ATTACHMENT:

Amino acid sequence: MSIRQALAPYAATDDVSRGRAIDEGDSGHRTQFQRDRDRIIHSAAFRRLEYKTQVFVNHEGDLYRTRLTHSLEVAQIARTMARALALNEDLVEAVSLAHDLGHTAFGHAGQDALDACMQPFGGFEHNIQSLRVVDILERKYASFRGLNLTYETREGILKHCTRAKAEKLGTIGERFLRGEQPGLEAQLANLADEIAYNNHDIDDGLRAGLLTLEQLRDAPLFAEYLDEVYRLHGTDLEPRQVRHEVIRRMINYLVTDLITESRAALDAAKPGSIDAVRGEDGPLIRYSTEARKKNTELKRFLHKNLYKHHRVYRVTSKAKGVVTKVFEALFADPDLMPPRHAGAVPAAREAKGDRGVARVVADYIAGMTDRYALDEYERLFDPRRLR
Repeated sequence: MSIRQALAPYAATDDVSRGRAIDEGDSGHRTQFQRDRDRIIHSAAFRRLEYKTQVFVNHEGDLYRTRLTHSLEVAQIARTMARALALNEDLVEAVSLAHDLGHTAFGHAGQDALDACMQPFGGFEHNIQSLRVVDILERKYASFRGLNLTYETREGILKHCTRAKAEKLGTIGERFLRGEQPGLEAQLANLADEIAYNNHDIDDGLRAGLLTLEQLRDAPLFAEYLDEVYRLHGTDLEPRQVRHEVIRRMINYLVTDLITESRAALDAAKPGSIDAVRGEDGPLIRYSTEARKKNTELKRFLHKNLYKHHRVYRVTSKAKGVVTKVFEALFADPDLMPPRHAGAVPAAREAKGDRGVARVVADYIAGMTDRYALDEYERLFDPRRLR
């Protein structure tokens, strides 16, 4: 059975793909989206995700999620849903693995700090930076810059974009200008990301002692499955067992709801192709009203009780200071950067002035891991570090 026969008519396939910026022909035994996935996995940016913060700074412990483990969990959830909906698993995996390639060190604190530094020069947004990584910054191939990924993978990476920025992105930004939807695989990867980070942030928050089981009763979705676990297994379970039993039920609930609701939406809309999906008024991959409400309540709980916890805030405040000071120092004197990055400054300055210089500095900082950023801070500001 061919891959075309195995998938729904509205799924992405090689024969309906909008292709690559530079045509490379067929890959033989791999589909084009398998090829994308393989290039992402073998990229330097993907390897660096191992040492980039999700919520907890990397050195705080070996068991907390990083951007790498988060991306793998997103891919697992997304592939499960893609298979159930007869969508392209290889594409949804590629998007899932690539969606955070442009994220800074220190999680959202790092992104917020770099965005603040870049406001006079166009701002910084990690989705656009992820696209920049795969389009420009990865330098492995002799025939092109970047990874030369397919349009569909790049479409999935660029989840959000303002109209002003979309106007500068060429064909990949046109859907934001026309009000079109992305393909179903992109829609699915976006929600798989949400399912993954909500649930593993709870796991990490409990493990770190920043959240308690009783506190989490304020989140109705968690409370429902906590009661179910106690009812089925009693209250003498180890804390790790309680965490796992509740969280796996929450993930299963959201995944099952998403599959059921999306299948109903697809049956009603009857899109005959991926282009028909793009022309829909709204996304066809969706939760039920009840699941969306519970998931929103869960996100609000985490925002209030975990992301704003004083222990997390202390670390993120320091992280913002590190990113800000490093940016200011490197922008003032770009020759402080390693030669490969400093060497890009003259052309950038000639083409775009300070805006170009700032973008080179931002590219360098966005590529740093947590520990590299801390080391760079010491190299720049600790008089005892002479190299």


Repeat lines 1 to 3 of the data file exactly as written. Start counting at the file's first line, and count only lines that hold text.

Amino acid sequence: MSIRQALAPYAATDDVSRGRAIDEGDSGHRTQFQRDRDRIIHSAAFRRLEYKTQVFVNHEGDLYRTRLTHSLEVAQIARTMARALALNEDLVEAVSLAHDLGHTAFGHAGQDALDACMQPFGGFEHNIQSLRVVDILERKYASFRGLNLTYETREGILKHCTRAKAEKLGTIGERFLRGEQPGLEAQLANLADEIAYNNHDIDDGLRAGLLTLEQLRDAPLFAEYLDEVYRLHGTDLEPRQVRHEVIRRMINYLVTDLITESRAALDAAKPGSIDAVRGEDGPLIRYSTEARKKNTELKRFLHKNLYKHHRVYRVTSKAKGVVTKVFEALFADPDLMPPRHAGAVPAAREAKGDRGVARVVADYIAGMTDRYALDEYERLFDPRRLR
Repeated sequence: MSIRQALAPYAATDDVSRGRAIDEGDSGHRTQFQRDRDRIIHSAAFRRLEYKTQVFVNHEGDLYRTRLTHSLEVAQIARTMARALALNEDLVEAVSLAHDLGHTAFGHAGQDALDACMQPFGGFEHNIQSLRVVDILERKYASFRGLNLTYETREGILKHCTRAKAEKLGTIGERFLRGEQPGLEAQLANLADEIAYNNHDIDDGLRAGLLTLEQLRDAPLFAEYLDEVYRLHGTDLEPRQVRHEVIRRMINYLVTDLITESRAALDAAKPGSIDAVRGEDGPLIRYSTEARKKNTELKRFLHKNLYKHHRVYRVTSKAKGVVTKVFEALFADPDLMPPRHAGAVPAAREAKGDRGVARVVADYIAGMTDRYALDEYERLFDPRRLR
């Protein structure tokens, strides 16, 4: 059975793909989206995700999620849903693995700090930076810059974009200008990301002692499955067992709801192709009203009780200071950067002035891991570090 026969008519396939910026022909035994996935996995940016913060700074412990483990969990959830909906698993995996390639060190604190530094020069947004990584910054191939990924993978990476920025992105930004939807695989990867980070942030928050089981009763979705676990297994379970039993039920609930609701939406809309999906008024991959409400309540709980916890805030405040000071120092004197990055400054300055210089500095900082950023801070500001 061919891959075309195995998938729904509205799924992405090689024969309906909008292709690559530079045509490379067929890959033989791999589909084009398998090829994308393989290039992402073998990229330097993907390897660096191992040492980039999700919520907890990397050195705080070996068991907390990083951007790498988060991306793998997103891919697992997304592939499960893609298979159930007869969508392209290889594409949804590629998007899932690539969606955070442009994220800074220190999680959202790092992104917020770099965005603040870049406001006079166009701002910084990690989705656009992820696209920049795969389009420009990865330098492995002799025939092109970047990874030369397919349009569909790049479409999935660029989840959000303002109209002003979309106007500068060429064909990949046109859907934001026309009000079109992305393909179903992109829609699915976006929600798989949400399912993954909500649930593993709870796991990490409990493990770190920043959240308690009783506190989490304020989140109705968690409370429902906590009661179910106690009812089925009693209250003498180890804390790790309680965490796992509740969280796996929450993930299963959201995944099952998403599959059921999306299948109903697809049956009603009857899109005959991926282009028909793009022309829909709204996304066809969706939760039920009840699941969306519970998931929103869960996100609000985490925002209030975990992301704003004083222990997390202390670390993120320091992280913002590190990113800000490093940016200011490197922008003032770009020759402080390693030669490969400093060497890009003259052309950038000639083409775009300070805006170009700032973008080179931002590219360098966005590529740093947590520990590299801390080391760079010491190299720049600790008089005892002479190299």